1883-1903 Collection: List All Records

Note: Some collumns of information will be blank or contain a dash, if the information is not applicable to the database or if there is no information available. Columns containing an asterisk(*) are only applicable to the Divorce database.

Showing records 151 - 175 of 2011.

Record Type Surname / Event First Name Father / Mother Date of Event Date of Publication Page Age Combined Comments Case* Plaintiff* Defendant*
Black History Coles, Professor S. M. 7 July 1888 4 Elected principal of colored free school.
Black History Coles, Professor S. M. 30 Nov 1890 5 Building another house on his property.
Black History "The Colored Baptists" 26 April 1885 5 "The colored people are to have a public baptizing up the beach this evening. It is said a large number are to be immersed. No doubt there will be a good attendance."
Black History "Colored Fire Organization" 27 May 1883 5 "An effort is being made in this city to organize a fire company composed of colored men. A meeting will be held at the Congregational Church next Wednesday night for the purpose of forming the company."
Black History Congregational Church 28 Sept 1884 5 1000 colored people in Nueces County. None in jail or convicted of any offense for 2 years. They challenge other counties in Texas to beat that record.
Black History Congregational Church 2 August 1885 5 A resolution and expression of sympathy on the death of Ulysses S. Grant, "our worthy and muchly beloved ex-president, soldier, and most highly honored citizen and friend."
Black History Congregational Church 25 April 1886 5 Announced a lecture to be on the next Wednesday evening: "The Negro in All Ages" To be presented by Rev. E. E. Makiell, A. M., of Toronto, Canada. Admission for adults was 25 cents, children, twelve years, 15 cents.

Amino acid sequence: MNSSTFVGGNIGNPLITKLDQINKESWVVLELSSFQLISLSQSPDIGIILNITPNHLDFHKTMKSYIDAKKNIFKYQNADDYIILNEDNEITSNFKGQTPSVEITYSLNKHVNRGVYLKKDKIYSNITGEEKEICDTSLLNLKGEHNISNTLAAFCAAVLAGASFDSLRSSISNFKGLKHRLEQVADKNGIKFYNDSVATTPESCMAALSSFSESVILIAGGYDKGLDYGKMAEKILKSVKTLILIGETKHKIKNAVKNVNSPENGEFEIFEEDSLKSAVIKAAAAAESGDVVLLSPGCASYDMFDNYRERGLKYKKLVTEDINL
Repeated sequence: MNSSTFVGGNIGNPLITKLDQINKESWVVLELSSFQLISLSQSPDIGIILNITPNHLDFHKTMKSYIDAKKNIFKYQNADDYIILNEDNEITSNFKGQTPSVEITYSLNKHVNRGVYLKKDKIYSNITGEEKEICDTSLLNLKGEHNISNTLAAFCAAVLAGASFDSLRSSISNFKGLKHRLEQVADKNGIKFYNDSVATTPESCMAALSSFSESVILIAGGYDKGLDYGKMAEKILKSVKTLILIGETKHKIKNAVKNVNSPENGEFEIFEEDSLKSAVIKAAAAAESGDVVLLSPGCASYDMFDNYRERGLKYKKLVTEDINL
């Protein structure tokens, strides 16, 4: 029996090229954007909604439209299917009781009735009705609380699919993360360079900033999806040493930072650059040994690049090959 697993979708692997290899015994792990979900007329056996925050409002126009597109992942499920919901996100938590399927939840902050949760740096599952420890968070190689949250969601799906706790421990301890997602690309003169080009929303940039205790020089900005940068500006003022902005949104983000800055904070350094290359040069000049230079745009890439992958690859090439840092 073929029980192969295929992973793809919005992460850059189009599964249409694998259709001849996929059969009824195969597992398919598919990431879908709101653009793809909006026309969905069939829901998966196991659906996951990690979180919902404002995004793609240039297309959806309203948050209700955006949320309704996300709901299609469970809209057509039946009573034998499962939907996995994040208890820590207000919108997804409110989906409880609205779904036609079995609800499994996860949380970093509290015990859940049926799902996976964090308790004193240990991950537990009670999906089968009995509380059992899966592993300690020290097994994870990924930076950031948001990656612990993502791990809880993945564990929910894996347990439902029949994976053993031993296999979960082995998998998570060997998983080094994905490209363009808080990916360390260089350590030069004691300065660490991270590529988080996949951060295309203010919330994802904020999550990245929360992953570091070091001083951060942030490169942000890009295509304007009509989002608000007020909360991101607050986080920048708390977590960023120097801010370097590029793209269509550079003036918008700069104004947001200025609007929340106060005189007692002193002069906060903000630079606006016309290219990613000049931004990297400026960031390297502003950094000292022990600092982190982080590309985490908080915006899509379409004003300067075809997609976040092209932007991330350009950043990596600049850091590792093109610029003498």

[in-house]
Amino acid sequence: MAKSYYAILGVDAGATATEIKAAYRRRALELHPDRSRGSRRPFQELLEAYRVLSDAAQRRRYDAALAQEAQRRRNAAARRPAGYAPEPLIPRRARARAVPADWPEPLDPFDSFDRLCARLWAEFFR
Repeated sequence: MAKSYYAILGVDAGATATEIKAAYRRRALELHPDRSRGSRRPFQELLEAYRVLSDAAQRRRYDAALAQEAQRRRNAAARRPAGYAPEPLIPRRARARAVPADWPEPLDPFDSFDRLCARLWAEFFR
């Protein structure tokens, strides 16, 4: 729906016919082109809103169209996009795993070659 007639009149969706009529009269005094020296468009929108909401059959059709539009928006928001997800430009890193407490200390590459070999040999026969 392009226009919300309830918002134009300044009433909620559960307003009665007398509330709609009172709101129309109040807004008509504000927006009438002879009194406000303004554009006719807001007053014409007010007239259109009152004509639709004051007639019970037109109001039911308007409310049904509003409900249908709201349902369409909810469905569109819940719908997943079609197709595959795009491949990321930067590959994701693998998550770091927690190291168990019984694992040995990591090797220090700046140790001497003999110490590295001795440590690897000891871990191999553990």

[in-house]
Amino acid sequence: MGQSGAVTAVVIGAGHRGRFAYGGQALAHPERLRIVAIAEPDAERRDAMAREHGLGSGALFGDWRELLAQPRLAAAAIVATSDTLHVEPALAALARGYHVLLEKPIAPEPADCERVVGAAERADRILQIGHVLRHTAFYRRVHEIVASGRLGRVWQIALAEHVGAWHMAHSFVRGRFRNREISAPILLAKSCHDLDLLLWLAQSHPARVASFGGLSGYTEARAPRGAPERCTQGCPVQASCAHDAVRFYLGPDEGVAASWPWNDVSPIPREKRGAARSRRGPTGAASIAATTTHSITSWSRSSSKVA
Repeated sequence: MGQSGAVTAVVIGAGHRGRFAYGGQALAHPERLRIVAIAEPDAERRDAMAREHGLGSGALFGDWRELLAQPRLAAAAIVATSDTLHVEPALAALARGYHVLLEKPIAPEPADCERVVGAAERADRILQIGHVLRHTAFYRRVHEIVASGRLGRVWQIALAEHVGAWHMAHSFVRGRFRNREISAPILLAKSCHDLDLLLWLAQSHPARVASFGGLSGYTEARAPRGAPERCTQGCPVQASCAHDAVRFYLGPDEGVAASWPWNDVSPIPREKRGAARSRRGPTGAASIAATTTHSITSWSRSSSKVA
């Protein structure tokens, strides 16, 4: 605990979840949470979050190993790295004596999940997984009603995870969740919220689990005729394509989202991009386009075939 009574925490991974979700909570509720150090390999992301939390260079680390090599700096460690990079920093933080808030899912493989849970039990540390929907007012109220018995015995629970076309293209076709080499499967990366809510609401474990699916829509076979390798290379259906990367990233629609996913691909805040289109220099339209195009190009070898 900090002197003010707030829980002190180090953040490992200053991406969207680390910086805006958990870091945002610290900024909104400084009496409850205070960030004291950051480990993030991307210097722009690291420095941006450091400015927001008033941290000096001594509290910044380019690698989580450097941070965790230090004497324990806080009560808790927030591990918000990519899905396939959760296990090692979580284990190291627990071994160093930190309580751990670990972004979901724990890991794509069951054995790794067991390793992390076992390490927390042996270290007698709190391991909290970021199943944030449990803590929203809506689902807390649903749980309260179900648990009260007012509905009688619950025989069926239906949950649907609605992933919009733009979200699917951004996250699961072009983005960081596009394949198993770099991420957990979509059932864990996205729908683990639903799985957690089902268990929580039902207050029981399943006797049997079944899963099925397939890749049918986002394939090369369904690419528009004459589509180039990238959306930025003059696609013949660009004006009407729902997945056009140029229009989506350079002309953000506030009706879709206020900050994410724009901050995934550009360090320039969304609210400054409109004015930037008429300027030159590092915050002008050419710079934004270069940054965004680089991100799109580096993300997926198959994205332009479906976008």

Black History Congregational Church 2 May 1886 5 Report on above mentioned lecture.
Black History Congregational Church 19 March 1887 4 Lecture by Rev. J. R. Bryant, presiding Elder of the A. M. E. Church district. Topic: The negro's origin, the cause of his color, short hair, general features, etc. " … it combined eloquence, logic, wit, humor and many substantial facts, and no little amount of good, and indeed wholesome, advice to all. He proved a well stored mind and a thorough knowledge of biblical history. not failing to refute the erroneous statement that the negro is akin to the monkey." He maintained that the future of the negro depends, not on the vote, but on religious, moral and educational training.
Black History Congregational Church 4 June 1887 5 Site of public school exhibition.
Black History Denison, Alice 10 September 1887 5 "Alice Denison, (col.,) exhibited a handsome crazy quilt at the Caller office this week. It is a beautiful piece of work. Much time and labor was spent on it, no doubt. The quilt is offered for raffle and can be seen at E. Morris & Co.'s store."
Black History Emancipation 15 June 1884 5 Celebration of 19th Anniversary of Emancipation. Parade and picnic in CC.